}

It was a good exercise that helped me understand a bit more about how Rx works, and illustrates how easy it is to integrate with callback-based event systems (e.g. your favourite message bus).

You can grab the code here: CompositePresentationEventExtensions.cs

Update Jun 16 2010: Added finalizer to CompositePresentationEventSubscription.

March 30th, 2010 | 4 Comments

Last week, I encountered a problem doing some fiddly UI behaviour in a Prism/MVVM app. I wanted something like this:

I wanted a ComboBox where you can choose one of the available options, or none of them. Null, deselected, whatever.

Unfortunately for me, WPF doesn’t support binding null values in ComboBoxes, ListBoxes or ListViews. Now this is a pretty common problem, and a quick google reveals a few solutions available to this problem:

However, if like us, your domain model is all nicely decoupled through interfaces, the easiest way to get null values into a ComboBox is with the null object pattern. (And thankfully for me doesn’t require any knowledge of WPF control internals to implement).

Here’s what my null object looked like:

public class NullCurve : IFxCurve, IEquatable<NullCurve>
{
    public string Name { get { return ""; } }

    public void DoStuff() {} // Has no implementation

    // Note the equality overload. Null objects are value types -- they
    // have no identity, and are all equal.
    public bool Equals(NullCurve other)
    {
        return other != null;
    }

    public override bool Equals(object obj)
    {
        return Equals(obj as NullCurve);
    }

    public override int GetHashCode() { return -1; }
}

To use it, you simply pop a null object at the start of your list. And check whether it was selected on submit:

public class FxCurveSelectionViewModel : ViewModelBase
{
    public ObserableCollection<IFxCurve> AvailableCurves { get; private set; }
    public IFxCurve SelectedCurve { get; set; }

    public FxCurveSelectionViewModel(ICurveRepository curves)
    {
        AvailableCurves = new ObservableCollection<IFxCurve>();
        AvailableCurves.Add(new NullCurve());
        AvailableCurves.AddRange(curves.GetAllCurves());
    }

    public void Submit()
    {
        if (SelectedCurve.Equals(new NullCurve()))
            // nothing was selected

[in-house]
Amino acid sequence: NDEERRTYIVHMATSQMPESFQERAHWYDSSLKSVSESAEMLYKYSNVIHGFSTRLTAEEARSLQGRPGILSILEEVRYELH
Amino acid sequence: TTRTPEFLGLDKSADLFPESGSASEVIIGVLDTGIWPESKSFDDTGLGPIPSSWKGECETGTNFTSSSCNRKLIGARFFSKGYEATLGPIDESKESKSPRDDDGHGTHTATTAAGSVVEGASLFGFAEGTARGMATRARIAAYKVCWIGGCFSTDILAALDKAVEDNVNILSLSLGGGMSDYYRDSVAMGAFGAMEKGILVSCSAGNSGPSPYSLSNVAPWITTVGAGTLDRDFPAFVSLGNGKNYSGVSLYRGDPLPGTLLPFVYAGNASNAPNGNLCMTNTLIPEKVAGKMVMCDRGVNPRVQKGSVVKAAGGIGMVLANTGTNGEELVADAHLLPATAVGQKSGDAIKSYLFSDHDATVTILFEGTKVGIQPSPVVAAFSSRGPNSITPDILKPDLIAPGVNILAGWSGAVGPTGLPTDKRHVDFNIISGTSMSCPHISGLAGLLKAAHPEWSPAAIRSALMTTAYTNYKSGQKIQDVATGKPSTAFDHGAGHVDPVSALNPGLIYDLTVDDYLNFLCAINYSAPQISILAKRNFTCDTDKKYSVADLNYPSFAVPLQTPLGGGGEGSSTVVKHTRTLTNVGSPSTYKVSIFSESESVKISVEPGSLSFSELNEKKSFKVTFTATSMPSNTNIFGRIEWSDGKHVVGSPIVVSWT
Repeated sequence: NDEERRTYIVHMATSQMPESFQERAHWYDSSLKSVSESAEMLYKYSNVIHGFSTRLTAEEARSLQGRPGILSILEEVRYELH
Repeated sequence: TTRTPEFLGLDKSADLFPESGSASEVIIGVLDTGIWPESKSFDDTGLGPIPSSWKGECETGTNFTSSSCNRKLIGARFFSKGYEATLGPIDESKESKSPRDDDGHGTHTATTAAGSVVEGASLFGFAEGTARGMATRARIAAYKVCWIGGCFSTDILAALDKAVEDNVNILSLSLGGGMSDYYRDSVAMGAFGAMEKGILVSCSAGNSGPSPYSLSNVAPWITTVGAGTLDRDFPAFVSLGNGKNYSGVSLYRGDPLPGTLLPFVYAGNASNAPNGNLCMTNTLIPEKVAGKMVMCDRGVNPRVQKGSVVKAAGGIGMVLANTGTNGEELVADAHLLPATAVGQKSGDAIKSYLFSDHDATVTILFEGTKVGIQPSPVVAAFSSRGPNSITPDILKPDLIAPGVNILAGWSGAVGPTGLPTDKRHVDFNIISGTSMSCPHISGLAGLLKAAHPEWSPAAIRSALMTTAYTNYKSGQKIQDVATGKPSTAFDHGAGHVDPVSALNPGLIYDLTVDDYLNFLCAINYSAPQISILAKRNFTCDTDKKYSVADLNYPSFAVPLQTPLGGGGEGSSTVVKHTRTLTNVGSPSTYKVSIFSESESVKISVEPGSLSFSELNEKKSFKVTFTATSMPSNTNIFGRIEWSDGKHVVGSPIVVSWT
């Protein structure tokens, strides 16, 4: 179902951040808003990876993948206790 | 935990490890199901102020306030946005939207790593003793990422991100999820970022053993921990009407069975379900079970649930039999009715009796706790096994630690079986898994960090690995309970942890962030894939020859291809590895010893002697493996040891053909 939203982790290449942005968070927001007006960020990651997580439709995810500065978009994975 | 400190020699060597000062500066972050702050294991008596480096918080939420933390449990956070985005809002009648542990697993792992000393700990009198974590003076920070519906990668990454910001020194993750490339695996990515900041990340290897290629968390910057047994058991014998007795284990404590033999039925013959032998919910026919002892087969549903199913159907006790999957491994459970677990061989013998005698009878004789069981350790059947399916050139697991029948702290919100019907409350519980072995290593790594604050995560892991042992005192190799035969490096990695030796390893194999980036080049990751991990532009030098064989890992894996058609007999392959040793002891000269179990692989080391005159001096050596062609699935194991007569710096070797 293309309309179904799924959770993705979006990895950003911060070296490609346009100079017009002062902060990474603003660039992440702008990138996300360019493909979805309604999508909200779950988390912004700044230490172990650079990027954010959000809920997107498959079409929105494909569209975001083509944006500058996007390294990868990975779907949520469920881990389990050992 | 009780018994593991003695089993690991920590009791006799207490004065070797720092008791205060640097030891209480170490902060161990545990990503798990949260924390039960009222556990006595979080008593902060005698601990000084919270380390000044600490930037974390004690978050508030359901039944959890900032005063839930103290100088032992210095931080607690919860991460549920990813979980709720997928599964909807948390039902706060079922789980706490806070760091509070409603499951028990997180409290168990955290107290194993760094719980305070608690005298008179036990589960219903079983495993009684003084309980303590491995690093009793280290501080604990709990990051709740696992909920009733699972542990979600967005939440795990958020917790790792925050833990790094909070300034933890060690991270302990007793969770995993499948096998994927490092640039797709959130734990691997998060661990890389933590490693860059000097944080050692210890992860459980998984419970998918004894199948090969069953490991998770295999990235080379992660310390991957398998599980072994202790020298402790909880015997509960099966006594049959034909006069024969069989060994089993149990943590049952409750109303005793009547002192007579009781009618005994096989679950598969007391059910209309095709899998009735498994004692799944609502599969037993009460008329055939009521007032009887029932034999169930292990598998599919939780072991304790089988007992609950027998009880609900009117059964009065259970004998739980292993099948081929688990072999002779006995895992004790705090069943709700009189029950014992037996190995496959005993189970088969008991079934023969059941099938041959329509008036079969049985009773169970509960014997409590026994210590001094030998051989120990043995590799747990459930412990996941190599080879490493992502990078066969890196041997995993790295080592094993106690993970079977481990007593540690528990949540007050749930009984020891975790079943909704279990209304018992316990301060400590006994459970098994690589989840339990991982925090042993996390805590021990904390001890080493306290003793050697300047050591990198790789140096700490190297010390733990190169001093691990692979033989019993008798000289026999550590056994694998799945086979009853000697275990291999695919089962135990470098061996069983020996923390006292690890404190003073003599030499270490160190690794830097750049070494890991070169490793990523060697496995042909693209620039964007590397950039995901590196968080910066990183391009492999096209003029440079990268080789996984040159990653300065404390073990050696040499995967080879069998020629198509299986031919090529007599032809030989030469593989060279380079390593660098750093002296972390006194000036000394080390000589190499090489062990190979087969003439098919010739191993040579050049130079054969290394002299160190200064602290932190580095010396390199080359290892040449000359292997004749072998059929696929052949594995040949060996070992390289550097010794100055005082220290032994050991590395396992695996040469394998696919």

}
}

XAML binding is standard; no need to change anything because we handle it all in the view model. Which arguably is not the most DRY solution long-term, but sufficient until I learn more about WPF internals to do it elegantly with XAML.

March 27th, 2010 | 6 Comments

Today I am working on my first WPF app, using the WPF Model-View-ViewModel (MVVM) Toolkit. Naturally, we are using TDD — like ASP.NET MVC, WPF ViewModels and ICommands lend themselves very nicely to unit testing, even around difficult dependencies like OpenFileDialog.

Anyway, one problem I am seeing repeated is writing tests for PropertyChanged events firing at the correct time. This is required so that WPF views can display updated values when something changes. For a test helper, I wrote a quick disposable event listener and extension method for this:

[TestMethod]
public void Should_raise_pack_path_property_changed_event()
{
    viewModel.AssertRaisesPropertyChangedFor("PackPath");

    viewModel.OnFileSelected(@"C:\foo.zip");
}

An assertion will fail if the PropertyChanged event does not fire with the correct property name. Here is the extension method:

public static class INotifyPropertyChangedExtensions
{
    public static void AssertRaisesPropertyChangedFor(this INotifyPropertyChanged obj,
        string propertyName)
    {
        new PropertyChangedEventListener(obj, propertyName);
    }
}

… and the event listener:

/// <summary>
/// Helper class for asserting a PropertyChanged event gets raised for a particular
/// property. If it hasn't been called by the time this object is disposed, an
/// assertion will fail.</summary>
public class PropertyChangedEventListener : IDisposable
{
    bool wasRaised = false;
    readonly string expectedPropertyName;
    bool IsDisposed = false;
    readonly INotifyPropertyChanged obj;

    public PropertyChangedEventListener(INotifyPropertyChanged obj, string propertyName)
    {
        if (obj == null)
            throw new ArgumentNullException("obj");

        if (propertyName == null)
            throw new ArgumentNullException("propertyName");

        this.obj = obj;
        this.expectedPropertyName = propertyName;
        obj.PropertyChanged += new PropertyChangedEventHandler(OnPropertyChanged);
    }

    void OnPropertyChanged(object sender, PropertyChangedEventArgs e)
    {
        if (this.expectedPropertyName.Equals(e.PropertyName))
            this.wasRaised = true;
    }

    public void Dispose()
    {
        Dispose(true);
        GC.SuppressFinalize(this);
    }

    protected void Dispose(bool Disposing)
    {
        if (!IsDisposed)
        {
            if (Disposing)
            {
                // Cleanup references...
                this.obj.PropertyChanged -= new PropertyChangedEventHandler(OnPropertyChanged);

                // Assert we got called
                Assert.IsTrue(this.wasRaised,
                    String.Format("PropertyChanged was not raised for property '{0}'",
                        this.expectedPropertyName));
            }
        }

        IsDisposed = true;
    }

    ~PropertyChangedEventListener()
    {
        Dispose(false);
    }
}

It’s not fancy, and it’s probably not thread-safe, but it does the trick for our app.

May 11th, 2009 | 7 Comments